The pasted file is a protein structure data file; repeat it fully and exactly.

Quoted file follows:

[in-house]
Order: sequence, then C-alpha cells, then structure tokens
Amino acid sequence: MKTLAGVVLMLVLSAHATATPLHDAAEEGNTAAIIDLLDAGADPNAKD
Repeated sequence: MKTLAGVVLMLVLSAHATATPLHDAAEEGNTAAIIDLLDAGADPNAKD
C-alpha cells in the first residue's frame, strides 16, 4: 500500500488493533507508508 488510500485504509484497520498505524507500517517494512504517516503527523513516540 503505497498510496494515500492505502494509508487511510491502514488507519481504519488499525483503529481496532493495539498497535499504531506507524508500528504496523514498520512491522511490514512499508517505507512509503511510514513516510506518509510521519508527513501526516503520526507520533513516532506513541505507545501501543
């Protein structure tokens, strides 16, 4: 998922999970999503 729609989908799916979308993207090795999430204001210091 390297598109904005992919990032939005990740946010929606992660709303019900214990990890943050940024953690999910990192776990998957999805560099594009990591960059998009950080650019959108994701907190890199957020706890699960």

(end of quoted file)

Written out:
[in-house]
Order: sequence, then C-alpha cells, then structure tokens
Amino acid sequence: MKTLAGVVLMLVLSAHATATPLHDAAEEGNTAAIIDLLDAGADPNAKD
Repeated sequence: MKTLAGVVLMLVLSAHATATPLHDAAEEGNTAAIIDLLDAGADPNAKD
C-alpha cells in the first residue's frame, strides 16, 4: 500500500488493533507508508 488510500485504509484497520498505524507500517517494512504517516503527523513516540 503505497498510496494515500492505502494509508487511510491502514488507519481504519488499525483503529481496532493495539498497535499504531506507524508500528504496523514498520512491522511490514512499508517505507512509503511510514513516510506518509510521519508527513501526516503520526507520533513516532506513541505507545501501543
């Protein structure tokens, strides 16, 4: 998922999970999503 729609989908799916979308993207090795999430204001210091 390297598109904005992919990032939005990740946010929606992660709303019900214990990890943050940024953690999910990192776990998957999805560099594009990591960059998009950080650019959108994701907190890199957020706890699960």